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Thirteen Days is a 2000 film about the Cuban Missile Crisis, shown primarily from the point of view of President John F Kennedy (Bruce Greenwood) and his senior advisors, including Kenny O'Donnell (Kevin Costner) and Robert F Kennedy (Steven Culp).

Tropes used in Thirteen Days include:

  Adlai: Don't wait for the translation! Answer me now!

  • American Political System
  • Anti-Air: Comes into play at two points.
    • First when the Navy begins making low-altitude photo passes over Cuba. To keep it so that the Russians did not shoot at them, the planes come back riddled with "birdstrikes."
    • The second instance is when Major Anderson is shot down.
  • Ass in Ambassador: Subverted; everyone thinks that Adlai Stevenson is too weak to stand up to the Soviets, and he initially gives this impression, but he soon proves them wrong.
  • Balance of Power: One of the main reasons not to start shooting.
  • Bay of Pigs Invasion: The Joint Chiefs, and, to a lesser extent, Kennedy, are still smarting from the backlash of this, part of why they keep advocating imidiate military action.
  • Cats Have Nine Lives: Alluded to by Adlai: "I'm an old political cat, Kenny, but I've still got one life left." Doubles as a Crowning Moment of Heartwarming, due to his humble and graceful embrace of his ending political career (or at least as it seems to him and everyone at the time).
  • Cold War: Very close to getting hot.
  • Cue the Sun: In the climax, as Kenny and his wife go to bed, he says, "If the sun comes up tomorrow, it's only because of the will of good men." Cut to a shot of an exploding nuke which morphs into the rising sun the next morning.
  • Defcon Five: Averted. The alert scale is shown in the proper order. First Defcon 3, later escalates to Defcon 2.
  • Deliberately Monochrome: Done at times, probably to mimic the typical images of the era.
  • The End of the World as We Know It: Impending nuclear war.
  • Fake American: Canadian Bruce Greenwood playing the president of the United States.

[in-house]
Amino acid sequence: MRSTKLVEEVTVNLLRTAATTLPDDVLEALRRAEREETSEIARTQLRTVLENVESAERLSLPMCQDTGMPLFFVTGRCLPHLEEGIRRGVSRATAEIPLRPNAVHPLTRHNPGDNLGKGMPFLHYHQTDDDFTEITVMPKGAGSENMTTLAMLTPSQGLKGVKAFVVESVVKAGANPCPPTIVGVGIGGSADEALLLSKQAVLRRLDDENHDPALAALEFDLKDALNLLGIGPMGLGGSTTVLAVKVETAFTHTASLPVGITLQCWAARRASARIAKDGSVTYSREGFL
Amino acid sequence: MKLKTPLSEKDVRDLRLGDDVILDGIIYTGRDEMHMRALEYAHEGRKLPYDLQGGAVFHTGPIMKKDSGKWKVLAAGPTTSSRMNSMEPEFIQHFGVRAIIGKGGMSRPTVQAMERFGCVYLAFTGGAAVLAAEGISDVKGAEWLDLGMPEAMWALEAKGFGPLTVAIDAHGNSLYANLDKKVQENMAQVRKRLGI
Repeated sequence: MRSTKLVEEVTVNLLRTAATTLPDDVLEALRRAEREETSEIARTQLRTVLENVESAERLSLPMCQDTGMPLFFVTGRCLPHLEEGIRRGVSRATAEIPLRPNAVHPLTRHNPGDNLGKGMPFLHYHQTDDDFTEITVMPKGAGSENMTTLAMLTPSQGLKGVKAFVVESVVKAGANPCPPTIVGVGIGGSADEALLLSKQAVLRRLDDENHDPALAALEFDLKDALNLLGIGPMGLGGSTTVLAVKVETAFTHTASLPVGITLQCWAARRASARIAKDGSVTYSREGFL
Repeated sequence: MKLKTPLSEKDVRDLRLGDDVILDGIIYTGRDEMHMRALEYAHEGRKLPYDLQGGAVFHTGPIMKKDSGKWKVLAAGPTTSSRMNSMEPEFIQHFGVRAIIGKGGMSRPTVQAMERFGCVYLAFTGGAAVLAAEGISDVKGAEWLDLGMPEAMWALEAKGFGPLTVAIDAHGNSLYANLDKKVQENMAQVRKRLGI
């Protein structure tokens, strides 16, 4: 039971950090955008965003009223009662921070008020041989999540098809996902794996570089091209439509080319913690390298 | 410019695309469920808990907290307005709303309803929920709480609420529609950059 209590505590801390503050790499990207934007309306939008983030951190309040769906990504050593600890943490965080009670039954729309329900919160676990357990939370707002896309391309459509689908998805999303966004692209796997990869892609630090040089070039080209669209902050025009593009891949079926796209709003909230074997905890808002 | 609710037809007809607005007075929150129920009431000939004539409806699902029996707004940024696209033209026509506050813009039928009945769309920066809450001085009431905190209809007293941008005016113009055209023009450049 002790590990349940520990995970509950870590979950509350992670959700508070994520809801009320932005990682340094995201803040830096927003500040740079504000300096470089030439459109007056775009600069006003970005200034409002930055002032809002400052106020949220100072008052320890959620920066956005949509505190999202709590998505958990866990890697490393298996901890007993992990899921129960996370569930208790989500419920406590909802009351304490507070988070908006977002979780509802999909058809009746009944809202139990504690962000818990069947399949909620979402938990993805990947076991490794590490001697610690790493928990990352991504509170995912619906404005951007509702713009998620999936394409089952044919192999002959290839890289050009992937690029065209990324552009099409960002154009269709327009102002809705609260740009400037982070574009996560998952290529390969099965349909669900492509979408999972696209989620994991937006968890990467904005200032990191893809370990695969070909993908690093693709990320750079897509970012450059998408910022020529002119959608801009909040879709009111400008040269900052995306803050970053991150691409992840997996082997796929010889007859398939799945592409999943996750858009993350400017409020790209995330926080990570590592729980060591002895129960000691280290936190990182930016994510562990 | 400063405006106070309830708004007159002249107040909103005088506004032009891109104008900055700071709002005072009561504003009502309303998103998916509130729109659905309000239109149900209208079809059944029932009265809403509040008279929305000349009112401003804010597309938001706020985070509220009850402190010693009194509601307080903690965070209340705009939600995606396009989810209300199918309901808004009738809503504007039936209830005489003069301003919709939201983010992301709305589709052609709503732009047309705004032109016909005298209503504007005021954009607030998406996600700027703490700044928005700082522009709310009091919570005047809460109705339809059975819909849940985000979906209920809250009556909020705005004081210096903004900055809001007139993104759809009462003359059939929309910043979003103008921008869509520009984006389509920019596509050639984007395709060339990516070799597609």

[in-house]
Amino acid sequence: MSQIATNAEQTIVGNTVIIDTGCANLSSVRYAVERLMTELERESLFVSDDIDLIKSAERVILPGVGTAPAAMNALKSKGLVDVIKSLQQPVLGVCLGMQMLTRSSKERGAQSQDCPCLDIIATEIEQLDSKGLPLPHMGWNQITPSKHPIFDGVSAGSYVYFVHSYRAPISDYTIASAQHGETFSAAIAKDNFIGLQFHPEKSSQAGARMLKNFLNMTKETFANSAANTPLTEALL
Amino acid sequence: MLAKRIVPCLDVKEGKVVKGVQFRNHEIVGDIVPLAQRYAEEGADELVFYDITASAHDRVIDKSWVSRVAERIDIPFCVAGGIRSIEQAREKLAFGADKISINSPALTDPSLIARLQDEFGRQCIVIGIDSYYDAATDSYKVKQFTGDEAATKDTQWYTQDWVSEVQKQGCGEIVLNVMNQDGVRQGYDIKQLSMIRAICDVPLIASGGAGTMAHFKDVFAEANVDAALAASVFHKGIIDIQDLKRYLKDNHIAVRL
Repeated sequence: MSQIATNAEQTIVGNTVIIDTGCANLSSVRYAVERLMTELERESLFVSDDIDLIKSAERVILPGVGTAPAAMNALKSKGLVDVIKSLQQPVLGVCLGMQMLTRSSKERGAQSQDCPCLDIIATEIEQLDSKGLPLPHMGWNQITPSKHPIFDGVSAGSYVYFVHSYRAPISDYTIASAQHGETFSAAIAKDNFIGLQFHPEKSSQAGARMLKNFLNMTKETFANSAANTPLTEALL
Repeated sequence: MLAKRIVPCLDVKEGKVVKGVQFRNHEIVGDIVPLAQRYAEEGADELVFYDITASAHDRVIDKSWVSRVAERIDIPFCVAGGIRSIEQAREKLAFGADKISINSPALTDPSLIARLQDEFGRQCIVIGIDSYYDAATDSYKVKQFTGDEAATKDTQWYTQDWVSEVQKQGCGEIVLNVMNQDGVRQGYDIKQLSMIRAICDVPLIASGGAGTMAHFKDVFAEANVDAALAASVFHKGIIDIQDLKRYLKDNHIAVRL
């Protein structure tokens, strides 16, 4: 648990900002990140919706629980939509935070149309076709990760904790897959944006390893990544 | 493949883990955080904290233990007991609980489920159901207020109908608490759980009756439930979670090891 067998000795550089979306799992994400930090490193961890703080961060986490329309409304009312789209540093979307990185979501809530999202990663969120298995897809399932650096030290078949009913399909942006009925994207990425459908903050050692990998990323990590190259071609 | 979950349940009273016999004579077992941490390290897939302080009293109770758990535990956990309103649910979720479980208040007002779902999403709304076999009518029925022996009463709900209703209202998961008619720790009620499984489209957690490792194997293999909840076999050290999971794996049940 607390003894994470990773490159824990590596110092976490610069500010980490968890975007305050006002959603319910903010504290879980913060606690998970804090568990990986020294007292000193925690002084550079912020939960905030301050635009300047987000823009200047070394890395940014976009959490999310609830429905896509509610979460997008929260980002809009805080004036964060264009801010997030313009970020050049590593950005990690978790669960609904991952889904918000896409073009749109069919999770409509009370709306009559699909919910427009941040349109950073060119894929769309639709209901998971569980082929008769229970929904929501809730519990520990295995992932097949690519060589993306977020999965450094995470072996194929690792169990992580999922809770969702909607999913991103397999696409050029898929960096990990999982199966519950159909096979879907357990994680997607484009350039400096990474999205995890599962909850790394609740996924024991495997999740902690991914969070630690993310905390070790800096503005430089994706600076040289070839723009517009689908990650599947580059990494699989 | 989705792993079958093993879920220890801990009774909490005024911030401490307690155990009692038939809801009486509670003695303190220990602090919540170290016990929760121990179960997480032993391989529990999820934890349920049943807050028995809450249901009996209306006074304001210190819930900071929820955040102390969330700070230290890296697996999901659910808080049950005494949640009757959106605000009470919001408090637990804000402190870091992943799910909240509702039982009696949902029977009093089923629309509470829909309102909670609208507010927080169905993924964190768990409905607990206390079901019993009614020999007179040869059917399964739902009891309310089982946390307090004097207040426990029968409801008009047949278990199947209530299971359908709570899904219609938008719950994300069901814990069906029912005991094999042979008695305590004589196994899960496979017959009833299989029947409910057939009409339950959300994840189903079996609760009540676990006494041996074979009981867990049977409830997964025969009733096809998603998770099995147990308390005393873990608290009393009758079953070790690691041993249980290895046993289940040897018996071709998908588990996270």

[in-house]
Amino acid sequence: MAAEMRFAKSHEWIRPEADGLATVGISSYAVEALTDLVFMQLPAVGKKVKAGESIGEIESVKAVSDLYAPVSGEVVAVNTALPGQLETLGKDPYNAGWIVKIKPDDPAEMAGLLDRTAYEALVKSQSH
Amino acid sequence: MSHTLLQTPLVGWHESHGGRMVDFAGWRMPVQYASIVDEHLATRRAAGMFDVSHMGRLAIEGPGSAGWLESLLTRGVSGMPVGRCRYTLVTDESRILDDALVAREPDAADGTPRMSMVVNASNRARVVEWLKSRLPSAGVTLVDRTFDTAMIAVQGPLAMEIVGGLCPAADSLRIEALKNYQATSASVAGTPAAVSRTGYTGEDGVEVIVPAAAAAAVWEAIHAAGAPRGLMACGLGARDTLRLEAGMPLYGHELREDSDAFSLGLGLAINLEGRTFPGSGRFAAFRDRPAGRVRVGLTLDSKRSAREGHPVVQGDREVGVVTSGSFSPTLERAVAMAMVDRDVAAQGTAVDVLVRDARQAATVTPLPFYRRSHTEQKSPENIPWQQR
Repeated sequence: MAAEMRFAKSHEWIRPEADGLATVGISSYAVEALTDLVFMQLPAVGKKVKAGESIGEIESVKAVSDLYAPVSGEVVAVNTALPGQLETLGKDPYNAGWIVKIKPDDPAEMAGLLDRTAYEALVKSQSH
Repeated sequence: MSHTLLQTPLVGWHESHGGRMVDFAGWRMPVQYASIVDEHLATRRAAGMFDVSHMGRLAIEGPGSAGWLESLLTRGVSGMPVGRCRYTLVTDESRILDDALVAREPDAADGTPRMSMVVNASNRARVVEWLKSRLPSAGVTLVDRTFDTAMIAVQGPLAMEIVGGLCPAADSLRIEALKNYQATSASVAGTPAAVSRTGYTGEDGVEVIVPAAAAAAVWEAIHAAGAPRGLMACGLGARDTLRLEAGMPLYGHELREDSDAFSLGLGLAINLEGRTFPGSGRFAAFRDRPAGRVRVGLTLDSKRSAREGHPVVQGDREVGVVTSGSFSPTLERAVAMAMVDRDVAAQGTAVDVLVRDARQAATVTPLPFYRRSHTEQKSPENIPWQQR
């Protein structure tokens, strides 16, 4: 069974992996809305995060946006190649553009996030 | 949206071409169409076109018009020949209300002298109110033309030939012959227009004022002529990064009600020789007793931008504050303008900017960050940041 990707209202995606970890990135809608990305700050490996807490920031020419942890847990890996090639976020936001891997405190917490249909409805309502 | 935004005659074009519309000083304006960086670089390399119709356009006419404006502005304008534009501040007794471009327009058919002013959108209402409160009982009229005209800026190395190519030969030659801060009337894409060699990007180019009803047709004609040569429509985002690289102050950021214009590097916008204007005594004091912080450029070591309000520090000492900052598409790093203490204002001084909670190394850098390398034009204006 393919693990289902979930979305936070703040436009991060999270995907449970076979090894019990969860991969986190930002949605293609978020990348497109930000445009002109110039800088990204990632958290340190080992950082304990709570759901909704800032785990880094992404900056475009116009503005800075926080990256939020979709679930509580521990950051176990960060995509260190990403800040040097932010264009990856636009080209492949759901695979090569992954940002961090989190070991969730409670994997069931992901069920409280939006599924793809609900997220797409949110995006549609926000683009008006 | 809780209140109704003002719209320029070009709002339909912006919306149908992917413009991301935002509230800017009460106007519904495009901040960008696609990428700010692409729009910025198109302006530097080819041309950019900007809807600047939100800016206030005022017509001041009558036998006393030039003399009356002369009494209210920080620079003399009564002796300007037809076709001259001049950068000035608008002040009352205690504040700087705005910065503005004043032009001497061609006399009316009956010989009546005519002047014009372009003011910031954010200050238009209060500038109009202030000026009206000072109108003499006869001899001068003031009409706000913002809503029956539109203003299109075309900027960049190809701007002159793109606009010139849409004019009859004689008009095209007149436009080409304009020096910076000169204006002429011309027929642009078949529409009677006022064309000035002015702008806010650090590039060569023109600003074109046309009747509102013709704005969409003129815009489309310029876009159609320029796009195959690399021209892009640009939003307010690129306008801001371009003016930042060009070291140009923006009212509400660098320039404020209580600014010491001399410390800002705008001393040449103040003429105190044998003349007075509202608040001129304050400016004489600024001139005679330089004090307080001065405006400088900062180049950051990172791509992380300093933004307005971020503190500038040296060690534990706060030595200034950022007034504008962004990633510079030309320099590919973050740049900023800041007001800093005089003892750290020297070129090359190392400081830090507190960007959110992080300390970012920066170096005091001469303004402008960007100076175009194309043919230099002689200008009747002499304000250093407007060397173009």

• Freudian Trio: Jack would be the Id, tending to act impulsively; Bobby is the Superego, leading the people coming up with the ideas, and Kenny is the Ego, cooling Jack's impulses and pressing Bobby for better solutions.
  • General Ripper: Chief of Staff of the Air Force General Curtis LeMay seems awfully eager for shooting to start. Although he's probably the most prominent example, in general the high-up military leaders are commonly depicted as Cold Warriors with an eagerness to fight a Soviet and slightly-too-itchy trigger fingers.
    • Also the Chief of Naval Operations, Admiral Anderson, while at the Pentagon monitoring the caro ships is at first downright condescending to his civilian boss, Secretary of Defense Robert McNamara. However, as Authority Equals Asskicking this gets reversed.
  • Gilligan Cut: At one point Jack and Kenny are arguing about Jack's schedule:

 Kenny: You don't show for Chicago, everyone'll know there's something going on.

Jack: I don't care! Just cancel...

Kenny: Forget it! I'm not calling and canceling on Daly! You call and cancel on Daly.

Jack: You're scared to cancel on Daly?

Kenny: You're damn right, I'm scared!

Jack: Well, I'm not!

Kenny: (Aside to Bobby) Watch this.

(Next day in Chicago)

Daly: Mr. President, we're so glad you could make it.

Jack: (Exchanging an uncomfortable glance with a stone-face Kenny) Of course Mr. Mayor, I wouldn't miss this for the world.

  • Heroic BSOD: Discussed. After an early meeting about how to react to the missile threat.

 Jack: You know they think I froze in there.

Bobby: You didn't freeze.

Kenny: You did exactly what you should've done - you stayed out of the corner. You didn't decide.

  • Heterosexual Life Partners: Kenny and the Kennedy brothers.
  • Hey, It's That Guy!: Greenwood would play the president again, in the second National Treasure.